Notes on the Problem of Change in the Classroom

I delivered these notes at a seminar at Trent University two years ago.

The question posed to us concerns the possibility of drawing lines of connection from our own research toward other points within the academic world. There is the point in space occupied by my research and there is another point in space occupied by the current state of the academic world; and so, two unities in space. The exercise consists of merely drawing the straight line and producing the map. The academic order, or public, is structured by the measure of relationship between our own research and other bodies of research within the market place of ideas. If the measure of identity between these two points is strong then there is a strong and coherent image, and that is good for the repetition of the order. If the measure between these two points is weak then the research is, to some extent, absent from the world. The paradox is that if the measure of identity between these two points turns out to be a measure of difference, as it is in the latter case, then the opportunity exists for the research to harbor the possibility for an encounter with singular change.

I believe that part of the problem is that our commitment today is necessitated in loco parentis. In other words, we have before us the complicated problem of the relationship between desire and knowledge. On this topic, Renata Salecl has written the following: “In the discourse of the university […] the teacher is bound to the knowledge [that exists] outside of himself; the teacher is in the role of an intermediary who transfers this outer order to the pupils through his teaching […] The teacher’s speech is obligatory for the pupils insofar as it is bound to the teacher’s position as an authority mediating knowledge.” As student researchers, we are initially on the outside of this topology of the academic order, and we find that our teachers are somewhere in between the order and our own research. And so there is a relationship of transference between all of us as colleagues and this relationship hinders our ability to make a singular change in our own research.

My supposition is that all of this occurs as a consequence of the emergence of the sujet suppose savoir; a supposed subject of knowledge in and around us in the classroom. The problem of the supposed subject of knowledge is that it is a subject constructed by students and projected onto their teachers and colleagues as inter-mediators of knowledge; but it is also a subject that is embraced and assumed by our teachers and colleagues. For example, as students, we seek validation for our research from our teachers, and our teachers seek to be validated by the advice that they give to their students. But it is possible that the validation that we receive traps all of us into believing that the results of our research are singular when they are really quite regular for the academic order. If we allow ourselves to be duped by the sujet suppose savoir then we by necessity do not allow ourselves the possibility to produce a singular change within – and through the transmission of – our research. In fact, the imperative of university discourse is to reduce this knowledge into the regular change of the academic world through the function of rationalization and legitimation that are granted to us by the market place of ideas or by the telos of academic life. With a little bit of help from the sujet suppose savoir, university discourse compels students to reduce any possibility for singular change into the mere possibility of regular change.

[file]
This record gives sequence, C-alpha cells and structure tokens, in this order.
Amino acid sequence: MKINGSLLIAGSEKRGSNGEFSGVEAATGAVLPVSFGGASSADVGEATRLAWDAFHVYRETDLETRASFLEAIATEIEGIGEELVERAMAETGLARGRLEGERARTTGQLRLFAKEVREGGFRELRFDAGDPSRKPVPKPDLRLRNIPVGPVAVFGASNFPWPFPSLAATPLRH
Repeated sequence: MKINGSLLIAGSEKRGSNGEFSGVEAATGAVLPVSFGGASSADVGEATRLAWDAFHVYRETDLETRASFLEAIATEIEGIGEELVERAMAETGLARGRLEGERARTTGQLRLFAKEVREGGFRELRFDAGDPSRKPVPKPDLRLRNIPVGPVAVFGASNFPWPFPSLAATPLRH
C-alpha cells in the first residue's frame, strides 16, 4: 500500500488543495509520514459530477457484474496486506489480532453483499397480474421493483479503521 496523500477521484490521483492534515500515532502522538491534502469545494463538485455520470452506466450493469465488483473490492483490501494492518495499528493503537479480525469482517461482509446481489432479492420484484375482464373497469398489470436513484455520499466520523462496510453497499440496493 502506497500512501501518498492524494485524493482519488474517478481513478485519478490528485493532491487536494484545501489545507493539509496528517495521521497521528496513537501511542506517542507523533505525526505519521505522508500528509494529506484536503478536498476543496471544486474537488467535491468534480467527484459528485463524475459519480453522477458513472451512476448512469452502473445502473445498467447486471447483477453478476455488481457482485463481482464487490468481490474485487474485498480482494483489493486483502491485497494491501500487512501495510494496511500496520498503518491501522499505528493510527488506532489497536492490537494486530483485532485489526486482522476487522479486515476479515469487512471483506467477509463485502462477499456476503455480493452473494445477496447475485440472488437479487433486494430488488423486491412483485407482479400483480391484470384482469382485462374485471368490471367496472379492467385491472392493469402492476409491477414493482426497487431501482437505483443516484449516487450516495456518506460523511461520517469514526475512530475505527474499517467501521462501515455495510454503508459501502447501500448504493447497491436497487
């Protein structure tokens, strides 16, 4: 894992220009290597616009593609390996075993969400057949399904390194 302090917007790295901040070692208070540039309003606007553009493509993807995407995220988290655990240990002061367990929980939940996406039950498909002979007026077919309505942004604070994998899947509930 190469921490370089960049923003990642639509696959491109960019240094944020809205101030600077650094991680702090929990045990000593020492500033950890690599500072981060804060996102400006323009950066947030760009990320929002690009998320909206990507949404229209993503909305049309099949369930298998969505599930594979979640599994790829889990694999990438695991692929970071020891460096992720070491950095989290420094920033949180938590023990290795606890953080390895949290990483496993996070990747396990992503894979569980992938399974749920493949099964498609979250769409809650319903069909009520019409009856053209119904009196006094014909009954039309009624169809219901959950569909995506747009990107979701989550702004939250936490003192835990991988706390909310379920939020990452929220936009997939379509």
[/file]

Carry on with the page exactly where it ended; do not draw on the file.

There are looming questions at hand. Within a program which is itself a novelty within the academic world, amidst the anxiety of its future, is there not an imperative to rationalize and legitimize its own position in relation to the market place of ideas within the order of the academic world? Perhaps what students are here experiencing is the translocation of university discourse – there may be something like a passing of responsibility from the program onto the student. It is not the program which must prove itself as a player in the overall market place of ideas, it is the student who must prove himself on behalf of the program. In other words, the student must do the program’s work. The student must rationalize and legitimize his research to the benefit of the program inasmuch as the program itself remains singular within the order of the academic world. The image of the good research project – mapped as it is by the line connecting it to the regular change of the academic order – demands that the student know his research without thinking or understanding his research. The student works to keep up appearances rather than to disrupt the appearances. Under such conditions, the student’s only recourse is to have the revolutionary content of his research domesticated or gentrified by the savage desires of the academic order in which the student is localized.